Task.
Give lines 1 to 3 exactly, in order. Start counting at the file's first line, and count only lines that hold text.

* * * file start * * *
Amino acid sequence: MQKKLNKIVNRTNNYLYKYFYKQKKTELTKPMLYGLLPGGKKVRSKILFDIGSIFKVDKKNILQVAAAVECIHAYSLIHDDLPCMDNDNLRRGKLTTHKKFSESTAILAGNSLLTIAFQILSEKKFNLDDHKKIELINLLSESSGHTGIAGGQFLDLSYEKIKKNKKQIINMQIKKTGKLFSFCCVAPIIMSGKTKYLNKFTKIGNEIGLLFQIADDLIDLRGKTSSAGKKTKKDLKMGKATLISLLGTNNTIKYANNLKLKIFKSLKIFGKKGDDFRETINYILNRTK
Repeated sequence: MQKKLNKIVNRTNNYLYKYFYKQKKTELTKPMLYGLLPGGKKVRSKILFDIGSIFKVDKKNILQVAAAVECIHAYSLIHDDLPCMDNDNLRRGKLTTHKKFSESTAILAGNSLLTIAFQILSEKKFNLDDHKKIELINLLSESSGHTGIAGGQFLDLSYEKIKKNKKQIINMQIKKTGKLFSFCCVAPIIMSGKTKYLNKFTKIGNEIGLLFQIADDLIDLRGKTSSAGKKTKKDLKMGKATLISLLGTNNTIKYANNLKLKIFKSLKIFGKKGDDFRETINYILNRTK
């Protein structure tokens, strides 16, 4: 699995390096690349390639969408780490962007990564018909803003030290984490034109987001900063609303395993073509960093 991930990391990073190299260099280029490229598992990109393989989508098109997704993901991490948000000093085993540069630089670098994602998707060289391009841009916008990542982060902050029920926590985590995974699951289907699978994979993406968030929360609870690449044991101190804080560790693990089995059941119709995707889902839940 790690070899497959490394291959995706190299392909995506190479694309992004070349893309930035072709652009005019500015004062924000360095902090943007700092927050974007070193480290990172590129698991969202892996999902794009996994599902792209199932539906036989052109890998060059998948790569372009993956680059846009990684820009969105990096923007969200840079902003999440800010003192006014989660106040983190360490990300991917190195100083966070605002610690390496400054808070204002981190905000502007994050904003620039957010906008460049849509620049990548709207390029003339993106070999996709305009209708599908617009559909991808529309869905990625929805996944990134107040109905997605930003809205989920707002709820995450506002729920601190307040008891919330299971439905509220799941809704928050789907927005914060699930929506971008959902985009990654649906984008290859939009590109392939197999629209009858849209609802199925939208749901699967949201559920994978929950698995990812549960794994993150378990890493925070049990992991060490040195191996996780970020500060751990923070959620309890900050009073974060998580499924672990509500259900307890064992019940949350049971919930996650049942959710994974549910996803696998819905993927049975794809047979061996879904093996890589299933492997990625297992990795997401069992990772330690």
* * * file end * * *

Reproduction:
Amino acid sequence: MQKKLNKIVNRTNNYLYKYFYKQKKTELTKPMLYGLLPGGKKVRSKILFDIGSIFKVDKKNILQVAAAVECIHAYSLIHDDLPCMDNDNLRRGKLTTHKKFSESTAILAGNSLLTIAFQILSEKKFNLDDHKKIELINLLSESSGHTGIAGGQFLDLSYEKIKKNKKQIINMQIKKTGKLFSFCCVAPIIMSGKTKYLNKFTKIGNEIGLLFQIADDLIDLRGKTSSAGKKTKKDLKMGKATLISLLGTNNTIKYANNLKLKIFKSLKIFGKKGDDFRETINYILNRTK
Repeated sequence: MQKKLNKIVNRTNNYLYKYFYKQKKTELTKPMLYGLLPGGKKVRSKILFDIGSIFKVDKKNILQVAAAVECIHAYSLIHDDLPCMDNDNLRRGKLTTHKKFSESTAILAGNSLLTIAFQILSEKKFNLDDHKKIELINLLSESSGHTGIAGGQFLDLSYEKIKKNKKQIINMQIKKTGKLFSFCCVAPIIMSGKTKYLNKFTKIGNEIGLLFQIADDLIDLRGKTSSAGKKTKKDLKMGKATLISLLGTNNTIKYANNLKLKIFKSLKIFGKKGDDFRETINYILNRTK
């Protein structure tokens, strides 16, 4: 699995390096690349390639969408780490962007990564018909803003030290984490034109987001900063609303395993073509960093 991930990391990073190299260099280029490229598992990109393989989508098109997704993901991490948000000093085993540069630089670098994602998707060289391009841009916008990542982060902050029920926590985590995974699951289907699978994979993406968030929360609870690449044991101190804080560790693990089995059941119709995707889902839940 790690070899497959490394291959995706190299392909995506190479694309992004070349893309930035072709652009005019500015004062924000360095902090943007700092927050974007070193480290990172590129698991969202892996999902794009996994599902792209199932539906036989052109890998060059998948790569372009993956680059846009990684820009969105990096923007969200840079902003999440800010003192006014989660106040983190360490990300991917190195100083966070605002610690390496400054808070204002981190905000502007994050904003620039957010906008460049849509620049990548709207390029003339993106070999996709305009209708599908617009559909991808529309869905990625929805996944990134107040109905997605930003809205989920707002709820995450506002729920601190307040008891919330299971439905509220799941809704928050789907927005914060699930929506971008959902985009990654649906984008290859939009590109392939197999629209009858849209609802199925939208749901699967949201559920994978929950698995990812549960794994993150378990890493925070049990992991060490040195191996996780970020500060751990923070959620309890900050009073974060998580499924672990509500259900307890064992019940949350049971919930996650049942959710994974549910996803696998819905993927049975794809047979061996879904093996890589299933492997990625297992990795997401069992990772330690």